[2] The State cites State v. Roth, 154 N.J. Super. 363 (App.Div. 1977), and other authority for the prosposition that prosecutions for violations of N.J.S.A. 39:4-50 are "quasi criminal" in the municipal court. Of course, that authority is under prior law, before the amendment, in light of the maxima as they stood at the time. While most violations of Title 39 are not "offenses" within the meaning of the Code of Criminal Justice, see N.J.S.A. 2C:1-14(k), to the extent "crimes" are embodied in that title, the provisions of the Code are applicable. See N.J.S.A. 2C:1-4; 1-5(b). The recent Supreme Court opinion in State v. Dively, 92 N.J. 573 (1983), cites N.J.S.A. 2C:1-4 and N.J.S.A. 39:4-50 in considering the ability to move an indictable offense after disposition of a "lesser included" motor vehicle violation. Language in that opinion (at 584-585) is quite appropriate in the context of this case, but the Supreme Court, of course, was not dealing with the issue here involved.

[3] Defendant has not raised the right of indictment under the State Constitution. But see N.J.S.A. 2C:1-4(a); N.J. Const. (1947), Art. 1, par. 8; State v. Dorsey, 64 N.J. 428, 434 (1974); State v. Owens, 54 N.J. 153, 158-161 (1969), cert. den. 396 U.S. 1021, 90 S. Ct. 593, 24 L. Ed. 2d 514 (1969); In re Buehrer, 50 N.J. 501, 517-519 (1967); State v. Maier, 13 N.J. 235, 250-251, 260, 278 (1953).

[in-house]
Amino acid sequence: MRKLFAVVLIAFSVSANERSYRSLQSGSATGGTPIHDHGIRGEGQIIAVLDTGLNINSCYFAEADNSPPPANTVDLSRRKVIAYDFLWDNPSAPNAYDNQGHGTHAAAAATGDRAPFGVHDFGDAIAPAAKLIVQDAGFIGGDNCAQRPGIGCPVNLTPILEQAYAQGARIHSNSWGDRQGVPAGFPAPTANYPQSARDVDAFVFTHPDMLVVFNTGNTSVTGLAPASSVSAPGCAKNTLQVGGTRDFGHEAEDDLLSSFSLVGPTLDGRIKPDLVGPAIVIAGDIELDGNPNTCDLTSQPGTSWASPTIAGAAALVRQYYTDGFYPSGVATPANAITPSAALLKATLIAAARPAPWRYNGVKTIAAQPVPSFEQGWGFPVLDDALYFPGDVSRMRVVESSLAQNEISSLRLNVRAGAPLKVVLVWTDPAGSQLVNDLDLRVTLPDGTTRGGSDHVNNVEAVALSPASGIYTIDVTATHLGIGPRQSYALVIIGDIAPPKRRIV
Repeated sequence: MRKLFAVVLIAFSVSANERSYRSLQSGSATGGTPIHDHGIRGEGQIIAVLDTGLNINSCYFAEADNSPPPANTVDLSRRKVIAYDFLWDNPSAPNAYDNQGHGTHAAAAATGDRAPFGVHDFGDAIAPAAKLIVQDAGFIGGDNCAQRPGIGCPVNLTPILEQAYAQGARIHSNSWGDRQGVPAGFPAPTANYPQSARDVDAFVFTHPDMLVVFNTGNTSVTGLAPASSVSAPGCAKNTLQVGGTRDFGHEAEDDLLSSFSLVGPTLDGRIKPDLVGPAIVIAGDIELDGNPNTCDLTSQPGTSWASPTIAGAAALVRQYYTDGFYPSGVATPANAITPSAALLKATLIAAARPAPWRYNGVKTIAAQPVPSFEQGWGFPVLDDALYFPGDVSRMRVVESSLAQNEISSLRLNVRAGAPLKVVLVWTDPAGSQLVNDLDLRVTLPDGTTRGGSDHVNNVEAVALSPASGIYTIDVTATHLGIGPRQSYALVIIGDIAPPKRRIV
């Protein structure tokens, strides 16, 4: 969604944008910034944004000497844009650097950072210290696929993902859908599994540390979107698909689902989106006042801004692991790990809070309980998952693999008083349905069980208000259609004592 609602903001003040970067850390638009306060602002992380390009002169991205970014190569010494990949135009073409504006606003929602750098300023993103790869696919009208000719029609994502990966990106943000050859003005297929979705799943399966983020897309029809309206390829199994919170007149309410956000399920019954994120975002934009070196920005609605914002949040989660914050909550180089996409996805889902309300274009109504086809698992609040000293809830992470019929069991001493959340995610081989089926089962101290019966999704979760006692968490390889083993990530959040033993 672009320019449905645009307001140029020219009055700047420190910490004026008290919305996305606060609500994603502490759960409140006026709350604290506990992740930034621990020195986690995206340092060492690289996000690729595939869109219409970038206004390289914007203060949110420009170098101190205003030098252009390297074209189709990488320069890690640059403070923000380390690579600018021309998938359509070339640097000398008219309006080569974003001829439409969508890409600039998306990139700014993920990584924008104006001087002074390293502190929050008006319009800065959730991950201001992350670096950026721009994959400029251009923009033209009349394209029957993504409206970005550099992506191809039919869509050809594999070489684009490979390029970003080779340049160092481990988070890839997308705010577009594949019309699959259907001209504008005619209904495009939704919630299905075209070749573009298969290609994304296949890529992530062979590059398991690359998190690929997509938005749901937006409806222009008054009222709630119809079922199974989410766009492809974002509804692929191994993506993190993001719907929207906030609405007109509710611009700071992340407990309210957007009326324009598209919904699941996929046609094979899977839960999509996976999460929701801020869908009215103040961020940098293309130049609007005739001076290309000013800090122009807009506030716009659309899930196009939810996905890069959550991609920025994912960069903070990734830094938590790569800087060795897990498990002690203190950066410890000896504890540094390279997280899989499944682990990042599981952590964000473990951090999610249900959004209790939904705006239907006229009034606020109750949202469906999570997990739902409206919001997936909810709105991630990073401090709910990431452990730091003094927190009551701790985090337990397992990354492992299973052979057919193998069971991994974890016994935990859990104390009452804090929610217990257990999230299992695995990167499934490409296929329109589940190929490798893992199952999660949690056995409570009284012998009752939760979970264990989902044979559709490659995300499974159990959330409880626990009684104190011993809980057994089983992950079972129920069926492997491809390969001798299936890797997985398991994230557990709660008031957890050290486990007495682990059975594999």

[4] The State cites a number of cases for the fundamental proposition that, where possible, a statute should be construed to save its constitutionality. However, even if 180 days were not the "maximum" sentence in this case, the vagueness argument would have to fall in light of N.J.S.A. 2C:1-4, 1-5(b) and 43-1(a). As N.J.S.A. 2C:43-1(a) provides a maximum where none otherwise exists, the issue is not vagueness or constitutionality but whether there is a right to trial by jury in the Superior Court. N.J.S.A. 2C:1-4(a) provides:

An offense defined by this code or by any other statute of this State, for which a sentence of imprisonment in excess of 6 months is authorized constitutes a crime within the meaning of the Constitution of this State. Crimes are designated in this code as being of the first, second, third or fourth degree.

Clearly, not all offenses within Title 39 are "offenses," N.J.S.A. 2C:1-14(k), but those with authorized maxima above six months are "crimes." See, also, N.J.S.A. 2C:1-4(c); 2C:1-5(b). Crimes are classified within the code as of the first, second, third and fourth degree. "A crime is of the first, second, third or fourth degree when it is so designated by the code. An offense, declared to be a crime without specification of degree, is of the fourth degree." N.J.S.A. 2C:43-1(a). See, also, N.J.S.A. 2C:43-1(b). The classification concept within §§ 2C:1-4 and 2C:43-1 apply to non-Code "offenses." See N.J.S.A. 2C:1-5(b). Thus, even if a third offender is subject to an authorized maximum above 180 days, but without a maximum specified in N.J.S.A. 39:4-50, it must be treated as a fourth degree crime.

[5] The mandatory nature of the sentence is not challenged. See State v. Des Marets, 92 N.J. 62 (1983).